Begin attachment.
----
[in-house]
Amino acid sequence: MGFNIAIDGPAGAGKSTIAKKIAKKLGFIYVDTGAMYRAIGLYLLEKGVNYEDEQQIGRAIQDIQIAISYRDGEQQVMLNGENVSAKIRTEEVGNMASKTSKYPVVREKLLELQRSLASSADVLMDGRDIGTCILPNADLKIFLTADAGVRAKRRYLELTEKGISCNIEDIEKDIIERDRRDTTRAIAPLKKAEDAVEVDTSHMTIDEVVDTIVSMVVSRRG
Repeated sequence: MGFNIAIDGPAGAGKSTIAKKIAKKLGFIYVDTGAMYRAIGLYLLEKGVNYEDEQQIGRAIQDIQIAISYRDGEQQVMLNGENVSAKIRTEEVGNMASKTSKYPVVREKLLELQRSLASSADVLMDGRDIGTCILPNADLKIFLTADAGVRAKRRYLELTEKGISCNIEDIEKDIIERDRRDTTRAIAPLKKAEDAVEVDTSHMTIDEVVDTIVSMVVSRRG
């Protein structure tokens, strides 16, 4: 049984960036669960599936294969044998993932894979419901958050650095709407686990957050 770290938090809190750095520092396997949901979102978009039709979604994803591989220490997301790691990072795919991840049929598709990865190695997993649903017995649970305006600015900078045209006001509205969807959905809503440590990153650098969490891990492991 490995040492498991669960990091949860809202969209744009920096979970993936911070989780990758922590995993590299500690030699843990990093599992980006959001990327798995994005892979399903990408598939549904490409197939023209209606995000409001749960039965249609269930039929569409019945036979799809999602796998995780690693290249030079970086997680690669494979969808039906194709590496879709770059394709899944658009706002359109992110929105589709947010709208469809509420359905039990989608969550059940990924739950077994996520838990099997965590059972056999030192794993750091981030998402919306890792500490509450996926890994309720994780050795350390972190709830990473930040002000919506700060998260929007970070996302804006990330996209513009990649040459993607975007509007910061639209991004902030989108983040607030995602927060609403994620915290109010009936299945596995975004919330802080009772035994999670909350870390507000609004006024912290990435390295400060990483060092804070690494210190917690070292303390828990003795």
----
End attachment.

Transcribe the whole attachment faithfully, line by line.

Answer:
[in-house]
Amino acid sequence: MGFNIAIDGPAGAGKSTIAKKIAKKLGFIYVDTGAMYRAIGLYLLEKGVNYEDEQQIGRAIQDIQIAISYRDGEQQVMLNGENVSAKIRTEEVGNMASKTSKYPVVREKLLELQRSLASSADVLMDGRDIGTCILPNADLKIFLTADAGVRAKRRYLELTEKGISCNIEDIEKDIIERDRRDTTRAIAPLKKAEDAVEVDTSHMTIDEVVDTIVSMVVSRRG
Repeated sequence: MGFNIAIDGPAGAGKSTIAKKIAKKLGFIYVDTGAMYRAIGLYLLEKGVNYEDEQQIGRAIQDIQIAISYRDGEQQVMLNGENVSAKIRTEEVGNMASKTSKYPVVREKLLELQRSLASSADVLMDGRDIGTCILPNADLKIFLTADAGVRAKRRYLELTEKGISCNIEDIEKDIIERDRRDTTRAIAPLKKAEDAVEVDTSHMTIDEVVDTIVSMVVSRRG
């Protein structure tokens, strides 16, 4: 049984960036669960599936294969044998993932894979419901958050650095709407686990957050 770290938090809190750095520092396997949901979102978009039709979604994803591989220490997301790691990072795919991840049929598709990865190695997993649903017995649970305006600015900078045209006001509205969807959905809503440590990153650098969490891990492991 490995040492498991669960990091949860809202969209744009920096979970993936911070989780990758922590995993590299500690030699843990990093599992980006959001990327798995994005892979399903990408598939549904490409197939023209209606995000409001749960039965249609269930039929569409019945036979799809999602796998995780690693290249030079970086997680690669494979969808039906194709590496879709770059394709899944658009706002359109992110929105589709947010709208469809509420359905039990989608969550059940990924739950077994996520838990099997965590059972056999030192794993750091981030998402919306890792500490509450996926890994309720994780050795350390972190709830990473930040002000919506700060998260929007970070996302804006990330996209513009990649040459993607975007509007910061639209991004902030989108983040607030995602927060609403994620915290109010009936299945596995975004919330802080009772035994999670909350870390507000609004006024912290990435390295400060990483060092804070690494210190917690070292303390828990003795």